Obviously, the 'interest revenue' is pure fiction, but explaining why in logical terms could be a challenge. So, here's my attempt at an explanation that will also prove useful as we march forward through the example. The $200,000 is inappropriately based on the "yield to maturity" of 20%, which is in turn based on the contractual payments. In contrast, the economic return (i.e., internal rate of return) is based on the expected payments. One of the reasons why the NYT article inspired me to write this post is that the capital asset pricing model (CAPM) can be used to estimate the economic rate of return of litigation loans pretty well without any complex calculations: since the future returns from the loan are essentially uncorrelated to returns on the "market portfolio," the "beta" of this investment is zero. Therefore, in order to derive the economic value of the loan at any point in time, the capital asset pricing model would suggest that the expected cash flows on the loan should be discounted at the risk-free rate (say, 4%). (Stated another way, the risks of putting money down on a lawsuit are more like the risks of a casino bet with a positive expected value — yes, these do exist, but that's another story — than a corporate investment, because it is fully diversifiable.)
Proposed IFRS would also recognize $200,000 in interest revenue, but then it would give the loan a haircut for the lender's estimate of "expected losses" – despite the known fact that prospects for loan repayment in full had improved during the year. As I have explained in an earlier post, this approach makes no attempt to portray a sensible carrying amount for the loan itself. Moreover, its ancestors are the secretive income smoothing techniques devised by German bankers that were financially slobberknockered by hyperinflation post WW I. Ich wünsche Ihnen viel Glück, if you are an investor trying to figure out how much the shares of the lender are actually worth from the IFRS financial statements. Good luck, as well, to the auditor risking money and reputation on a lender's biased and unverifiable estimates of the economic effects of unspecified uncertainties.
Proposed GAAP, which has been emphatically rejected by the EU, and consequently the IASB, would require fair value measurement of the loan. There are obvious accuracy issues to be concerned with, but "it is better to be vaguely right than precisely wrong."
At this point, I hope it is already apparent that the only relevant measure of value and earnings under this utterly simple scenario is fair value. And, we haven't even touched on impairment yet. To do that, let's fast forward one more year:
- The law firm makes the second interest payment on schedule (and from the same source of funds); but two of the weakest cases (involving stomach cancer) went to trial with no damages being awarded to the plaintiffs.
The accounting under current GAAP/IFRS for the second year could be even more ludicrous. First, there is the highly subjective issue of whether or not to recognize an impairment. If yes, then take the lender's latest estimates of expected cash flows and discount them at the original meaningless "yield to maturity" of 20%. More than precisely wrong, it's egregiously wrong – yet, the American Banker's Association has stated that this is the method of loan accounting they like the best. Proposed IFRS is no better. Trust me.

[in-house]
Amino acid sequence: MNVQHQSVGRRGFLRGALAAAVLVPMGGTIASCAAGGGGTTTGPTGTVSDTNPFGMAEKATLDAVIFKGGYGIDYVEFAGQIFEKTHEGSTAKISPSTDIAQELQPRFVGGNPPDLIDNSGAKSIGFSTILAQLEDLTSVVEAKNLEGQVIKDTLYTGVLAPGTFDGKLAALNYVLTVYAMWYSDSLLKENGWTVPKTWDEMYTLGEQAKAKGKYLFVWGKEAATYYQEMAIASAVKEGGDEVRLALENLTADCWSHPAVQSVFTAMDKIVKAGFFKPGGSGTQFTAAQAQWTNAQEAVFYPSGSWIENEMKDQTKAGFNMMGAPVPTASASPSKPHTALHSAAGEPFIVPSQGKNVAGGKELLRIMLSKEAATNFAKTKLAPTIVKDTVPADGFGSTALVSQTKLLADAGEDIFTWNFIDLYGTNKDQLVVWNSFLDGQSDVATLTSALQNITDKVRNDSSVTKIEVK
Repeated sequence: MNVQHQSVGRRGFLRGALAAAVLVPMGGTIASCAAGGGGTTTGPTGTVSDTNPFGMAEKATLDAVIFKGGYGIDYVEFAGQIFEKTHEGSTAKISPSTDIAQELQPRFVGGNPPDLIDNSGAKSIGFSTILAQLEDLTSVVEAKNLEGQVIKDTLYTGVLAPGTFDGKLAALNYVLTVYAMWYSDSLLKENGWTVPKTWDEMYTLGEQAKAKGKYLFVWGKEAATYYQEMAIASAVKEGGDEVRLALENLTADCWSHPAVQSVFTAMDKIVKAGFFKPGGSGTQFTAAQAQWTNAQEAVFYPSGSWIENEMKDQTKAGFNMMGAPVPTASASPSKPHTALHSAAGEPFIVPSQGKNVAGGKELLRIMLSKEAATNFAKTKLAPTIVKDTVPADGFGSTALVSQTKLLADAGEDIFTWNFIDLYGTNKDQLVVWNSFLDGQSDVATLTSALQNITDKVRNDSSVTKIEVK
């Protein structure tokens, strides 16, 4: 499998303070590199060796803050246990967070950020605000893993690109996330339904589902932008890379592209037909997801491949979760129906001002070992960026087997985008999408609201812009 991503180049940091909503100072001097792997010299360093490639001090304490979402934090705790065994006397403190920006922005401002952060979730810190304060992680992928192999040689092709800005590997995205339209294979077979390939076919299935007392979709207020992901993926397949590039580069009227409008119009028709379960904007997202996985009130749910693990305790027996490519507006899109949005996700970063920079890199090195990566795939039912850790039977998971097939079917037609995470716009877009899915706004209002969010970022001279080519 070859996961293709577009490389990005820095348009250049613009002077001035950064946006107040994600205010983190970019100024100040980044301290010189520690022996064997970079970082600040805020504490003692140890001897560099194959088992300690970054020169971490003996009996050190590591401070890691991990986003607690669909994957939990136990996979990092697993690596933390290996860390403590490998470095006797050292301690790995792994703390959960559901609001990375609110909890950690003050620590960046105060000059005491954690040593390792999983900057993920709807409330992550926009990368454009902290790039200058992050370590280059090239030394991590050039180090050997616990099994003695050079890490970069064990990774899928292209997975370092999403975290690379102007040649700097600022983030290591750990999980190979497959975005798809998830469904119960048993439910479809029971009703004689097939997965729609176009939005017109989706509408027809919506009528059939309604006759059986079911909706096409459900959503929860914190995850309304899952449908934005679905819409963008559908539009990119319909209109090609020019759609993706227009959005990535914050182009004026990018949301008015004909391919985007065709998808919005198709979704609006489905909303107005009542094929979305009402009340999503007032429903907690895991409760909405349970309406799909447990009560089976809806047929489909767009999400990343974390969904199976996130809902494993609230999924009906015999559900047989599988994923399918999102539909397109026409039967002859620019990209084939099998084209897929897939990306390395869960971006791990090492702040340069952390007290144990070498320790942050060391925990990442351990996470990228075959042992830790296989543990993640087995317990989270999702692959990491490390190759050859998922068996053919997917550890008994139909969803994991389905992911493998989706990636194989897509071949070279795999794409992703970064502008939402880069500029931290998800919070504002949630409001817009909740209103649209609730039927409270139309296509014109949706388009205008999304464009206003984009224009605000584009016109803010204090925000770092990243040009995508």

Defenders of amortized cost approaches to loan accounting will say that these litigation loans are not relevant, because they are risky equity investments masquerading as loans. But, if that's true, then junk bonds are also equity. If you can find it within yourself to agree with anything I have written in this post, I want it to be that it is futile for accounting standards to attempt to distinguish between loans and other financial instruments – except for basic ownership interests like common shares or partnership interests in a law firm. The history of financial reporting appears to have persuaded the FASB, but not the IASB, that rules for creating categories of financial instruments beyond this basic dichotomy are utterly ineffective. Yet, the political farces (pun intended) behind convergence are pushing the FASB away from their principles. That's not convergence, it's dysfunction.
It didn't take me long after reading the NYT article to realize that litigation lending could be the best example for exposing the absurdity of any amortized cost approach to loan accounting. And, it's not as extreme a scenario as it might initially appear. Too many greed-is-good-style managers have demonstrated an ability and willingness to test the limits of an accounting rule, and there is no one to stop them from saying, "show me the rule that says I can't do this." Therein lie the seeds of the next multi-trillion financial 'service.'
And, finally, we shouldn't fall for the story that IFRS's incurred loss model is an incremental improvement over the current expected loss model of amortized cost accounting. It will do nothing to change loan accounting from rules to principles; and it will give lenders greater discretion to massage their numbers.